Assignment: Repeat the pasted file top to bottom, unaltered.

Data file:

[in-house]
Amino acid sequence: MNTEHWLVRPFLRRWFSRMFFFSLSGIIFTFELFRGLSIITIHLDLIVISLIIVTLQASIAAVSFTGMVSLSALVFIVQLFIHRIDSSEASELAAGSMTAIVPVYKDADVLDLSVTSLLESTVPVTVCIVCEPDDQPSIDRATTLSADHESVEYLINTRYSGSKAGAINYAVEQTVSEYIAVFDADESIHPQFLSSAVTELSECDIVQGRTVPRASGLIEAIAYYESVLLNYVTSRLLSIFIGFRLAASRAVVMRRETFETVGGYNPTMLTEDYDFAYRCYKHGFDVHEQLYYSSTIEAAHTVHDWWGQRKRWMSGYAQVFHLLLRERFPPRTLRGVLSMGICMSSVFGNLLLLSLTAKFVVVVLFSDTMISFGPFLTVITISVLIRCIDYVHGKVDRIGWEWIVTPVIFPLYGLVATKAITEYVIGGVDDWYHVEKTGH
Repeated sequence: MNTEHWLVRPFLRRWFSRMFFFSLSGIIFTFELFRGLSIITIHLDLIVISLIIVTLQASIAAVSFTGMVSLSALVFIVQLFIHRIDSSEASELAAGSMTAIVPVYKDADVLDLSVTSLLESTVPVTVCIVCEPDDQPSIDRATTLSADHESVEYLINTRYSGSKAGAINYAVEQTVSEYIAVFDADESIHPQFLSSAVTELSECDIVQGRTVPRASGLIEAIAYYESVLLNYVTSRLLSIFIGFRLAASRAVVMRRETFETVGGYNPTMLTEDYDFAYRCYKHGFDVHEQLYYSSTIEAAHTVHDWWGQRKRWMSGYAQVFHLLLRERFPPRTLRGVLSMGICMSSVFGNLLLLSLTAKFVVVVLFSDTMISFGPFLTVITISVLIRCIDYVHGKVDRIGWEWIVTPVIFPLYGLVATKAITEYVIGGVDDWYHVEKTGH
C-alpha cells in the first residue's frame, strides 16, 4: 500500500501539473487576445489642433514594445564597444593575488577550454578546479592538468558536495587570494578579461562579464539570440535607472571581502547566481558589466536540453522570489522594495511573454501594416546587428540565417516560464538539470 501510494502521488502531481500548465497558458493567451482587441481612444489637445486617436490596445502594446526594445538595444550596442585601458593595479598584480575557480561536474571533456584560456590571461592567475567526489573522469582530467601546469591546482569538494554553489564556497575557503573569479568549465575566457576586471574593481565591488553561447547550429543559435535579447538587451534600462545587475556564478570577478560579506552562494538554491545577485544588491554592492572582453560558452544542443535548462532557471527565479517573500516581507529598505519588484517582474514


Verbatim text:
[in-house]
Amino acid sequence: MNTEHWLVRPFLRRWFSRMFFFSLSGIIFTFELFRGLSIITIHLDLIVISLIIVTLQASIAAVSFTGMVSLSALVFIVQLFIHRIDSSEASELAAGSMTAIVPVYKDADVLDLSVTSLLESTVPVTVCIVCEPDDQPSIDRATTLSADHESVEYLINTRYSGSKAGAINYAVEQTVSEYIAVFDADESIHPQFLSSAVTELSECDIVQGRTVPRASGLIEAIAYYESVLLNYVTSRLLSIFIGFRLAASRAVVMRRETFETVGGYNPTMLTEDYDFAYRCYKHGFDVHEQLYYSSTIEAAHTVHDWWGQRKRWMSGYAQVFHLLLRERFPPRTLRGVLSMGICMSSVFGNLLLLSLTAKFVVVVLFSDTMISFGPFLTVITISVLIRCIDYVHGKVDRIGWEWIVTPVIFPLYGLVATKAITEYVIGGVDDWYHVEKTGH
Repeated sequence: MNTEHWLVRPFLRRWFSRMFFFSLSGIIFTFELFRGLSIITIHLDLIVISLIIVTLQASIAAVSFTGMVSLSALVFIVQLFIHRIDSSEASELAAGSMTAIVPVYKDADVLDLSVTSLLESTVPVTVCIVCEPDDQPSIDRATTLSADHESVEYLINTRYSGSKAGAINYAVEQTVSEYIAVFDADESIHPQFLSSAVTELSECDIVQGRTVPRASGLIEAIAYYESVLLNYVTSRLLSIFIGFRLAASRAVVMRRETFETVGGYNPTMLTEDYDFAYRCYKHGFDVHEQLYYSSTIEAAHTVHDWWGQRKRWMSGYAQVFHLLLRERFPPRTLRGVLSMGICMSSVFGNLLLLSLTAKFVVVVLFSDTMISFGPFLTVITISVLIRCIDYVHGKVDRIGWEWIVTPVIFPLYGLVATKAITEYVIGGVDDWYHVEKTGH
C-alpha cells in the first residue's frame, strides 16, 4: 500500500501539473487576445489642433514594445564597444593575488577550454578546479592538468558536495587570494578579461562579464539570440535607472571581502547566481558589466536540453522570489522594495511573454501594416546587428540565417516560464538539470 501510494502521488502531481500548465497558458493567451482587441481612444489637445486617436490596445502594446526594445538595444550596442585601458593595479598584480575557480561536474571533456584560456590571461592567475567526489573522469582530467601546469591546482569538494554553489564556497575557503573569479568549465575566457576586471574593481565591488553561447547550429543559435535579447538587451534600462545587475556564478570577478560579506552562494538554491545577485544588491554592492572582453560558452544542443535548462532557471527565479517573500516581507529598505519588484517582474514